SUPPORT for renewable energy is a “UK success story,” the government claims – despite “inaction” being linked to the collapse of a turbine firm.

Gaia-Wind, which has customers around the world, announced it had appointed provisional liquidators on Tuesday, with the Glasgow firm’s failure attributed in part to cuts to UK Government renewables subsidies in 2015.

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Industry body Scottish Renewables called it a “blow” to domestic manufacturing and proof that Westminster energy policy is having “very real effects” on the sector.

Yesterday trade organisation RenewableUK added its voice, calling government decision-making a “key factor” in the fall of one of the sector’s “best-known and most iconic companies”. The Feed-In Tariff – designed to encourage renewable power by rewarding the generation and export of power from green devices – is due to close to new applicants next March and RenewableUK says the failure to set out future policy is “having a serious impact”.

Executive director Emma Pinchbeck said: “We have warned officials time and again that a failure to treat this issue as urgent puts jobs at risk.

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“These are local jobs created by British entrepreneurs. We need clarity on the future of small-scale renewables as soon as possible”.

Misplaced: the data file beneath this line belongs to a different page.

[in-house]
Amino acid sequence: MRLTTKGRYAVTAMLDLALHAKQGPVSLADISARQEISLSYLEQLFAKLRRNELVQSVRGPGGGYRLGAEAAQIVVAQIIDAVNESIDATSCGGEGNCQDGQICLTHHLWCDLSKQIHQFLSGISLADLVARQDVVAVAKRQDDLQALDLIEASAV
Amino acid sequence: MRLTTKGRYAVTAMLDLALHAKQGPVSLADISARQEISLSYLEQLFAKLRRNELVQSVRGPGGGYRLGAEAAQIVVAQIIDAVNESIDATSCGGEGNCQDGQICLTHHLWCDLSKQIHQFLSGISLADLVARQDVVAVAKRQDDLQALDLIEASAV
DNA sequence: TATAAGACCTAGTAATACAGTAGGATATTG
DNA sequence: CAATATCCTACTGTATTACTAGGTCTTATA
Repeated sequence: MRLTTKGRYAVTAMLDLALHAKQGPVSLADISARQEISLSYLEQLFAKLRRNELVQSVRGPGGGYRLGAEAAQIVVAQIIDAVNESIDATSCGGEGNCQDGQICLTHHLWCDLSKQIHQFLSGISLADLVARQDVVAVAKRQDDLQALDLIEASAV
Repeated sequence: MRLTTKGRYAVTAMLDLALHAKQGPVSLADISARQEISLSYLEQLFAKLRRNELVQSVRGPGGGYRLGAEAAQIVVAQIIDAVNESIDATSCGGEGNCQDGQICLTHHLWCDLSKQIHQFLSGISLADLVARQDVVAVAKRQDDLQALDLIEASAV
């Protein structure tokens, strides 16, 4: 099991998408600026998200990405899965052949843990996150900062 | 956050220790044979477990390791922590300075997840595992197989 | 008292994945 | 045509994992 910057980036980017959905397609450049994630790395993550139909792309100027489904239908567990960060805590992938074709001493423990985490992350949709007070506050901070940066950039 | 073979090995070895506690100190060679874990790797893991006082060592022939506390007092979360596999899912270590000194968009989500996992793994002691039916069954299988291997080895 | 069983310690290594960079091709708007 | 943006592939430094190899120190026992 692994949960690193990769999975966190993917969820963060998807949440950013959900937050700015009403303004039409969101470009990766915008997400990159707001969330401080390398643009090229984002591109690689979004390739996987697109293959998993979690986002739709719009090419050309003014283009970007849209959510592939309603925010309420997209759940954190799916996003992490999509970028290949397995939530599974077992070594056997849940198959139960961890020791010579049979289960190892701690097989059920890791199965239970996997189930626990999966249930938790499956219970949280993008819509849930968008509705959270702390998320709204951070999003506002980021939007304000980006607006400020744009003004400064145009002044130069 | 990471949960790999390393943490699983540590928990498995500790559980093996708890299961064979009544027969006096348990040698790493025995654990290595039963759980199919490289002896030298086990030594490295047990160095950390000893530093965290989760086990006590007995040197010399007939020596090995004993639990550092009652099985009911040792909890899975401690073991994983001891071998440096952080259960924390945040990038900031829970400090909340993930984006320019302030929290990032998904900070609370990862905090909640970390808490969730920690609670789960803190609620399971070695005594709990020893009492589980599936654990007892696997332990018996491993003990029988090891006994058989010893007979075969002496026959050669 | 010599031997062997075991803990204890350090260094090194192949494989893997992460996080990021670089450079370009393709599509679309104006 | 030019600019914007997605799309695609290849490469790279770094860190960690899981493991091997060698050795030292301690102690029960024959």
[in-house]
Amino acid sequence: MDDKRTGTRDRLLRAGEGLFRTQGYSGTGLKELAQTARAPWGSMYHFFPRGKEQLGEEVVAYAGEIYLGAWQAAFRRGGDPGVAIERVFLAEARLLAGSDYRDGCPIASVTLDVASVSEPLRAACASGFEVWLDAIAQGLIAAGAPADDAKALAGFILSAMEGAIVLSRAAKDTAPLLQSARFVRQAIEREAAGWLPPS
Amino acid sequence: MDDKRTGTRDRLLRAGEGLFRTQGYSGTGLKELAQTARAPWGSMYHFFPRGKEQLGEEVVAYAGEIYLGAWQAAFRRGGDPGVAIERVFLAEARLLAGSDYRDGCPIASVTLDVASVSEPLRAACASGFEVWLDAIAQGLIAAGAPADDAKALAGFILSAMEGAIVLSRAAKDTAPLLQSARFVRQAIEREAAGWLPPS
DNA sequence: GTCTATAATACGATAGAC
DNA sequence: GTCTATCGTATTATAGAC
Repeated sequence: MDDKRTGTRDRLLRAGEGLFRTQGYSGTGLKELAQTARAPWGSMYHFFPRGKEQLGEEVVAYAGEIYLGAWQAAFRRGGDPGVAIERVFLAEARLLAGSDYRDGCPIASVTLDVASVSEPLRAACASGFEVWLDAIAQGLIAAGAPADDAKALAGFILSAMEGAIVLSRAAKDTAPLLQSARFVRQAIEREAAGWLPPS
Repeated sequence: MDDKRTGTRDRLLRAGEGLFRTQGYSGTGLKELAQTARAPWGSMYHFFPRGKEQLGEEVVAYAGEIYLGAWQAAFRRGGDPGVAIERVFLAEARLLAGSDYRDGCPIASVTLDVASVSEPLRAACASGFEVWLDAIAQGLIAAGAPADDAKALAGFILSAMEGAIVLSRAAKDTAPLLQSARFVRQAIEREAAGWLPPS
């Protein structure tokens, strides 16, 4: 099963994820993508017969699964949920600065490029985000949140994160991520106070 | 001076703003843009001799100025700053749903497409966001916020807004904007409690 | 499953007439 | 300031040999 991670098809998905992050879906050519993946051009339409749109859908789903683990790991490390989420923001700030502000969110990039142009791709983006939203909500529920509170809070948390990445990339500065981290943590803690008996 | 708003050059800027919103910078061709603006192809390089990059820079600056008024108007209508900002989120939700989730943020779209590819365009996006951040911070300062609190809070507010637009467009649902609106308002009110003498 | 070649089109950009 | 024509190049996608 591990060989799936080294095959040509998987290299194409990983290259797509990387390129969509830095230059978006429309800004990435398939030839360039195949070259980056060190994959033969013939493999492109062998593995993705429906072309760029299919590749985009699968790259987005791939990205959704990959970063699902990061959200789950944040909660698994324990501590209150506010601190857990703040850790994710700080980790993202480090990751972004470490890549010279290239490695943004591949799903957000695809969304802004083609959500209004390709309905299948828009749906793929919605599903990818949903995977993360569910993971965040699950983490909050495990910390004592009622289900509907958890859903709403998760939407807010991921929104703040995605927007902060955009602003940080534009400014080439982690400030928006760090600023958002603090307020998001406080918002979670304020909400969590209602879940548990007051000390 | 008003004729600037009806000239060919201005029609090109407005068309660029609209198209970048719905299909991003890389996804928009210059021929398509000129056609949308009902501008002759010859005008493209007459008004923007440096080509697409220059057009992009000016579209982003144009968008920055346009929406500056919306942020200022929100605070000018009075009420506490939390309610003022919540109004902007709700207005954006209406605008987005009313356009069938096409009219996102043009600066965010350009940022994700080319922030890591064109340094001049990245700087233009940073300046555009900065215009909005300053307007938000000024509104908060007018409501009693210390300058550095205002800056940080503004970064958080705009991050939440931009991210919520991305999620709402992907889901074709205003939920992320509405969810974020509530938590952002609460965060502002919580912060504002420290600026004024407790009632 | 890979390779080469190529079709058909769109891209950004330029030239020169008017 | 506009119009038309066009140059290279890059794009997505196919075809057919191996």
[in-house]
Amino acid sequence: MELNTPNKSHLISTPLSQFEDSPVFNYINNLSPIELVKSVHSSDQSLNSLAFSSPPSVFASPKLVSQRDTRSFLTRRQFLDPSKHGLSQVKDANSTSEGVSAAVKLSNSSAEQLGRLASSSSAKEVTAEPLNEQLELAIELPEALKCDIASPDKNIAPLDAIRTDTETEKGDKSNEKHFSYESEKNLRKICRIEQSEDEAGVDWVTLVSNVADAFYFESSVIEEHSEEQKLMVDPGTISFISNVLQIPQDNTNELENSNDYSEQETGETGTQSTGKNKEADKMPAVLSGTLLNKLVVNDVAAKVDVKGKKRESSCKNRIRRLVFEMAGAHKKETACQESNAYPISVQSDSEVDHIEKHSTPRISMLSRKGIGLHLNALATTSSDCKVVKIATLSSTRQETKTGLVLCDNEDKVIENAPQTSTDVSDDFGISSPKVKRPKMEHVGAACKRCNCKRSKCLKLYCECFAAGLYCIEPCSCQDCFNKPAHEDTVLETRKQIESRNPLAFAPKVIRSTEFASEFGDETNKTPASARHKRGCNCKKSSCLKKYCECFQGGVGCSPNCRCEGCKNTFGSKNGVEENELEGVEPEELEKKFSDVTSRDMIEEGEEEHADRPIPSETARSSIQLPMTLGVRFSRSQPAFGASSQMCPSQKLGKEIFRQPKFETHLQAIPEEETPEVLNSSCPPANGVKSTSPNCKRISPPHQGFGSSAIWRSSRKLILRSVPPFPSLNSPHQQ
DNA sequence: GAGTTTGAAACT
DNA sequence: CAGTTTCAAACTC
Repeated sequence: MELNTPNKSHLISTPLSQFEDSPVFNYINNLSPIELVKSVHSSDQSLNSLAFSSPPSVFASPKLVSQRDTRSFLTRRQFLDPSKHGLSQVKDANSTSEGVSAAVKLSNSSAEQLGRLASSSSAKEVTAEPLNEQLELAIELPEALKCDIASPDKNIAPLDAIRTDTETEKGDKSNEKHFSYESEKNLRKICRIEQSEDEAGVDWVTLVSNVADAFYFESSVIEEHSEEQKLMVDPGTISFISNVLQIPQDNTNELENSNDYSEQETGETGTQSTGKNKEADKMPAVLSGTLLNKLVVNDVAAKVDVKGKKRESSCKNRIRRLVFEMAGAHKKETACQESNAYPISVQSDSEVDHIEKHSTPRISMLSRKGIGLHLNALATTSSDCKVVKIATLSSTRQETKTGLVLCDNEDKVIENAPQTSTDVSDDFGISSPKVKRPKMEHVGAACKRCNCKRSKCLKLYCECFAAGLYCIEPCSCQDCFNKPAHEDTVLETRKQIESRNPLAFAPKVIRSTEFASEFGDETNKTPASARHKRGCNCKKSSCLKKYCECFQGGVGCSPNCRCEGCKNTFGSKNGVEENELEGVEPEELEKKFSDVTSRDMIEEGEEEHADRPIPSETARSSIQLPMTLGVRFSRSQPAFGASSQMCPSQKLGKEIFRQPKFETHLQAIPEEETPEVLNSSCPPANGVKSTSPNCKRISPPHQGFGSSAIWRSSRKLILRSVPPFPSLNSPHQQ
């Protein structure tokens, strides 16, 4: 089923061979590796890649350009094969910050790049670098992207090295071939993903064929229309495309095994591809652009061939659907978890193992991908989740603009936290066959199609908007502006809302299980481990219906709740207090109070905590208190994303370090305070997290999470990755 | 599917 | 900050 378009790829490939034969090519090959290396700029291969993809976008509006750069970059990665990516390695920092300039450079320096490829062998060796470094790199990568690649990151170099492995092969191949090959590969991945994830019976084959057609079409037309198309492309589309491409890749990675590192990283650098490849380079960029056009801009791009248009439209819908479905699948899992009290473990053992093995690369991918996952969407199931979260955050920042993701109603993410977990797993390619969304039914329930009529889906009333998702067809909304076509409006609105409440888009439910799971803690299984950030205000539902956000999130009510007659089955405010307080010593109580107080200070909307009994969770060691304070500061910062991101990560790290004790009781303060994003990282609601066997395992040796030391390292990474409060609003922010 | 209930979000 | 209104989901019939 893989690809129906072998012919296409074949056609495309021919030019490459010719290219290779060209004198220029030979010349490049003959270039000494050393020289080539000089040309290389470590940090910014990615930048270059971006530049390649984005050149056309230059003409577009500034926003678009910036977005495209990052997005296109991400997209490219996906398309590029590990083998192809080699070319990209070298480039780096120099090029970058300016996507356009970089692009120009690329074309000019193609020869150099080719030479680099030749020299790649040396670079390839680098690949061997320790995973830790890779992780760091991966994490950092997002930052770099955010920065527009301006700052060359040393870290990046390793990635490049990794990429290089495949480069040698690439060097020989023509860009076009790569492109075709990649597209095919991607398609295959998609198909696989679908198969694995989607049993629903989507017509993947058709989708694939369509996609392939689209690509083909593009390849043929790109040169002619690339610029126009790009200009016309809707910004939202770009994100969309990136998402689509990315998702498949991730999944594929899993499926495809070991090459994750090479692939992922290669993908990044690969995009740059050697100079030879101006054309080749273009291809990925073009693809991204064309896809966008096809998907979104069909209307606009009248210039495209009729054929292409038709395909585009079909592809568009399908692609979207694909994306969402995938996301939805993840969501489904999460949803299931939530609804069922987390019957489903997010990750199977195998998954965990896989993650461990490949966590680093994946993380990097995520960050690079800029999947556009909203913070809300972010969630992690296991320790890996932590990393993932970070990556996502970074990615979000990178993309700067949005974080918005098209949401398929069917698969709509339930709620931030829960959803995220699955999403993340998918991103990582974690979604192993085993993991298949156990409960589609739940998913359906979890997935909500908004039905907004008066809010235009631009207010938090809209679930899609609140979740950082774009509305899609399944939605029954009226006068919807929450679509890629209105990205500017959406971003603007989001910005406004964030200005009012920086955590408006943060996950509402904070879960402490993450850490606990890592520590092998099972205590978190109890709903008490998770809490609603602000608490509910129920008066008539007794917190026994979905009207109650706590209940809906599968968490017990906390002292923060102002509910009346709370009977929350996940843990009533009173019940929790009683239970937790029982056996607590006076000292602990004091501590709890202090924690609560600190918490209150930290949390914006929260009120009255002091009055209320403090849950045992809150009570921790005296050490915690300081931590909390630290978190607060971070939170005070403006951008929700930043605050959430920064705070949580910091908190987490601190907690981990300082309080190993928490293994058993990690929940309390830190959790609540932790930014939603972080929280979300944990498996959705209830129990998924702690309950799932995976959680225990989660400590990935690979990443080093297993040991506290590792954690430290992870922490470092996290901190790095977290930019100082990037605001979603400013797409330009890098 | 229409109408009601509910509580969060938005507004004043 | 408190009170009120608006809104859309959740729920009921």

Efforts are under way to find a buyer for all or part of Gaia-Wind, which employs 12 people and moved its small turbine manufacturing operation from Denmark to Scotland seven years ago.

Yesterday the Department for Business, Energy and Industrial Strategy told The National it is “considering options” for the sector beyond 2019, stating: “Our support for small scale renewables is a UK success story, with £100 million of funding for small scale renewables being made available between 2016 and 2019.

“We are committed to the growth of the renewable energy sector, which already provides 25 per cent of the electricity for the UK.

“However UK consumers are funding this investment through their energy bills and as the costs of renewable technologies have fallen it is right that government subsidies have reduced in line with this to make sure we have a sustainable funding model now and into the future.”

However, Finance Secretary Derek Mackay, who represents the area where Gaia-Wind is based, said: “The backwards decision to cut subsidies for the renewables sector has hampered growth in a vital industry of the future that experts say will be more cost-effective than nuclear power.

“For Scotland to maintain a strong renewables sector, environment and energy policy must be devolved to the Scottish Parliament.”

Minister for Business, Innovation and Energy, Paul Wheelhouse, said: ‘I was very concerned to learn that Gaia-Wind has entered administration and appreciate this will be a very difficult time for affected staff and their families.

“Scottish Enterprise has been working with the management of Gaia-Wind to explore all possible avenues of support. However, unfortunately, a solution could not be found to turn the company’s situation around and there is no doubt that significant changes in support mechanisms for onshore wind have had a very detrimental impact on product demand.

“Our multi-agency PACE team stands ready to offer their full support to affected staff if any redundancies proceed. By providing skills development and employability support, PACE aims to help those affected by redundancy to get back into work as quickly as possible.

“Despite damaging policy changes from the UK Government, which has axed support for onshore wind projects,  will continue to harness – and bolster – Scotland’s renewables potential, both in generation and infrastructure.”